Menu Makeover - You Only Have One Chance to Make a First Impression -
Murray's Irish Pub & Grille;
The very best time to introduce a new, well-engineered and well-designed menu is the day you open your doors. Now, I'm a menu design-engineer, so it should be little shock that I would say that. But that doesn't change the fact that you have one chance to make a great first impression. And the very first time your guests eat at your new restaurant is the only time they will have an open mind. And an open mind is your best opportunity to showcase the items that will make your new restaurant an urban legend.
When developing your menu for the first time, you will want to consider
what you want to be known for. When I ask restaurant operators about that, I
get the standard drivel: "Everything on the menu is good. If it wasn't, I wouldn't offer it," or some junk along those lines. Well, that may be so, but there are items that will make you more money than others, and some items that
will be brand-defining and others that won't. You can either build your brand
on purpose, or it will happen by accident. And a train wreck is what happens by accident.
So here's something to consider before you dust off your word processor and
start clacking away: Your customers will spend more time with your menu than
they will with your servers … or you for that matter. And they will make a decision about your restaurant and what to eat based on what the menu looks like and what they read on the menu.
First, Start With 2 Million…
Tim Murray is the proprietor of Murray's Irish Pub & Grille and a very
successful businessperson with a number of thriving enterprises. He
mentioned that he wanted to open a new restaurant and asked if I could help him
develop the menu. I asked him if he knew how to make a million dollars in
the restaurant business. He said, "Yeah, start with two million." I said we'd do it.
Tim gave us a lot of creative control -- not just over the menu, but also
over many of the items on the menu. Within the theme of his Irish pub concept,
Tim was open to lots of ideas. His real concern was making the business
a success, and he quickly shifted from what he wanted to what the business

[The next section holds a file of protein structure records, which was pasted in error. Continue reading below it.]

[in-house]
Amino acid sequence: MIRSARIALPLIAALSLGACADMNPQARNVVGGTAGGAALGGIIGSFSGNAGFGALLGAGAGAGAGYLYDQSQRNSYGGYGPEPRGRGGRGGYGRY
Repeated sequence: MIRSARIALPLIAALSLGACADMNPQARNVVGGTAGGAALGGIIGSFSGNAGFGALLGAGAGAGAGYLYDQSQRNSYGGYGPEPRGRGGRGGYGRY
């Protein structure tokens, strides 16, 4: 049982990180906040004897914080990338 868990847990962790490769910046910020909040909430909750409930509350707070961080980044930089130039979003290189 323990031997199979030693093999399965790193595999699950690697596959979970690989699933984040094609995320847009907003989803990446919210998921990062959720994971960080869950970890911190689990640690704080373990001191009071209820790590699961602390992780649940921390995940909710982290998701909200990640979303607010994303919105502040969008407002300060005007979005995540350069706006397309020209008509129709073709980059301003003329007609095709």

would need to start strong and grow. Not surprisingly, the two desires
are many times at odds, but for Tim, he wanted expert opinions and balanced
that well with his personal taste.
Since the menu and restaurant were both new, we couldn't do a menu matrix
(a report that analyzes food cost, selling price and sales volume to generate
a report that identifies the best potential on the menu, and discover the
categories that can be fine-tuned to help enhance profitability). There wasn't any history to calculate, just theoretic food costs. So we looked at the items based on their potential to cover overhead, and we focused on the items with better-than-average profit potential in each section of the menu. Because the
restaurant was new, we had a great opportunity to showcase the items we
would like to become stars over time.
Design-Engineering Recommendations for Murray's
The restaurant changed names a few times during the course of opening up
but, overall, the concept didn't change. One of Tim's relatives was a Green
Bay football player in the early days, and Tim thought it would be great to
showcase some of his old newspaper clippings. The sepia clippings dictated
the overall background color of the menu, which works well, since we
need a muted tone that will allow for white or bright highlights. The green
and black logo set off nicely against the background offers an upscale, yet
casual look. Appetizers. As we started to lay out the menu, we wanted to incorporate some Irish fare, but we needed to keep in mind the audience in the local Michigan area as well. So along with the Murray's Rarebit, we also included many fried standards that tend to sell well. We highlighted the Rarebit because of its profit potential, the quality of the item and its
By positioning the appetizers on the back of the menu, we were able to get
the servers (in most cases) to place the menu with the appetizers facing up and
then point them out to customers. This helps to garner the appetizer sale early
on and builds incremental check totals.
Entrées. Tim wanted pizza on his menu because there are few pizza restaurants
in the local area. I'm a little suspect of pizza, in most cases, because even